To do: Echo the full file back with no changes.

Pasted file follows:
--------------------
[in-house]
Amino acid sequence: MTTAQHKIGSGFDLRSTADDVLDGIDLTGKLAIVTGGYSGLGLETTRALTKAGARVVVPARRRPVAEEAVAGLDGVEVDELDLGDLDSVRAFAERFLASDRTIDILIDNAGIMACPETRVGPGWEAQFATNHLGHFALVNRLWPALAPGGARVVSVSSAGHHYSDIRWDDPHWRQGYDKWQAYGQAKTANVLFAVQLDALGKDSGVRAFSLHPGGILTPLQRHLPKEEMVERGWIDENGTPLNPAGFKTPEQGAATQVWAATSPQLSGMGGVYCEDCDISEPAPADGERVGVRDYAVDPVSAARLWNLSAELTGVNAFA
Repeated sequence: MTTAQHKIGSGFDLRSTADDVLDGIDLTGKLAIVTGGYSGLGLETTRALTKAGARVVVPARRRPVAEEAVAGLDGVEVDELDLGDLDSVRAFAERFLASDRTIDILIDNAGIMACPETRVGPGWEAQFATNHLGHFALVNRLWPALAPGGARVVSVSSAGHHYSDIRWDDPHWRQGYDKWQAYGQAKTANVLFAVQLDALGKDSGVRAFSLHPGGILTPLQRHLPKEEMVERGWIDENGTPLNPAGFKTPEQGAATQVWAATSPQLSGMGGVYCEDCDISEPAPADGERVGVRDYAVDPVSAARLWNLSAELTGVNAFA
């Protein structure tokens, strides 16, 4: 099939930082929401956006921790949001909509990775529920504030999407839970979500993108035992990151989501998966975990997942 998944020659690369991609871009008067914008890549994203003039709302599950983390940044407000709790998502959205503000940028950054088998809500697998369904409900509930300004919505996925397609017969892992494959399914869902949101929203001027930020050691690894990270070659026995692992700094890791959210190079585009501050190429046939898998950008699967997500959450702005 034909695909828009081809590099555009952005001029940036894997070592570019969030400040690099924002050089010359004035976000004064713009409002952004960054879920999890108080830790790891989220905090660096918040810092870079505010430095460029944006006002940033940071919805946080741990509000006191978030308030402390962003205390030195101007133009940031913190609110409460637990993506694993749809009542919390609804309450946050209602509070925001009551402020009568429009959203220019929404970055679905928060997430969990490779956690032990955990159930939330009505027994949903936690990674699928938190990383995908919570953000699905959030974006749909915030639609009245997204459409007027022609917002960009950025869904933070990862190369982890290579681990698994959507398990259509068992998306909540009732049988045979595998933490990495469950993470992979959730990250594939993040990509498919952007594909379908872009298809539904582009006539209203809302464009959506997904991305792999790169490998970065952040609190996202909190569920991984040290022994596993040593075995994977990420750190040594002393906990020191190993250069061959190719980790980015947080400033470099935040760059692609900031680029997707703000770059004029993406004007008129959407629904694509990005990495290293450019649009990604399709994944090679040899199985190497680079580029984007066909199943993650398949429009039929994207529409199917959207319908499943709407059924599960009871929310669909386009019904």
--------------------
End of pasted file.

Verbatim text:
[in-house]
Amino acid sequence: MTTAQHKIGSGFDLRSTADDVLDGIDLTGKLAIVTGGYSGLGLETTRALTKAGARVVVPARRRPVAEEAVAGLDGVEVDELDLGDLDSVRAFAERFLASDRTIDILIDNAGIMACPETRVGPGWEAQFATNHLGHFALVNRLWPALAPGGARVVSVSSAGHHYSDIRWDDPHWRQGYDKWQAYGQAKTANVLFAVQLDALGKDSGVRAFSLHPGGILTPLQRHLPKEEMVERGWIDENGTPLNPAGFKTPEQGAATQVWAATSPQLSGMGGVYCEDCDISEPAPADGERVGVRDYAVDPVSAARLWNLSAELTGVNAFA
Repeated sequence: MTTAQHKIGSGFDLRSTADDVLDGIDLTGKLAIVTGGYSGLGLETTRALTKAGARVVVPARRRPVAEEAVAGLDGVEVDELDLGDLDSVRAFAERFLASDRTIDILIDNAGIMACPETRVGPGWEAQFATNHLGHFALVNRLWPALAPGGARVVSVSSAGHHYSDIRWDDPHWRQGYDKWQAYGQAKTANVLFAVQLDALGKDSGVRAFSLHPGGILTPLQRHLPKEEMVERGWIDENGTPLNPAGFKTPEQGAATQVWAATSPQLSGMGGVYCEDCDISEPAPADGERVGVRDYAVDPVSAARLWNLSAELTGVNAFA
């Protein structure tokens, strides 16, 4: 099939930082929401956006921790949001909509990775529920504030999407839970979500993108035992990151989501998966975990997942 998944020659690369991609871009008067914008890549994203003039709302599950983390940044407000709790998502959205503000940028950054088998809500697998369904409900509930300004919505996925397609017969892992494959399914869902949101929203001027930020050691690894990270070659026995692992700094890791959210190079585009501050190429046939898998950008699967997500959450702005 034909695909828009081809590099555009952005001029940036894997070592570019969030400040690099924002050089010359004035976000004064713009409002952004960054879920999890108080830790790891989220905090660096918040810092870079505010430095460029944006006002940033940071919805946080741990509000006191978030308030402390962003205390030195101007133009940031913190609110409460637990993506694993749809009542919390609804309450946050209602509070925001009551402020009568429009959203220019929404970055679905928060997430969990490779956690032990955990159930939330009505027994949903936690990674699928938190990383995908919570953000699905959030974006749909915030639609009245997204459409007027022609917002960009950025869904933070990862190369982890290579681990698994959507398990259509068992998306909540009732049988045979595998933490990495469950993470992979959730990250594939993040990509498919952007594909379908872009298809539904582009006539209203809302464009959506997904991305792999790169490998970065952040609190996202909190569920991984040290022994596993040593075995994977990420750190040594002393906990020191190993250069061959190719980790980015947080400033470099935040760059692609900031680029997707703000770059004029993406004007008129959407629904694509990005990495290293450019649009990604399709994944090679040899199985190497680079580029984007066909199943993650398949429009039929994207529409199917959207319908499943709407059924599960009871929310669909386009019904």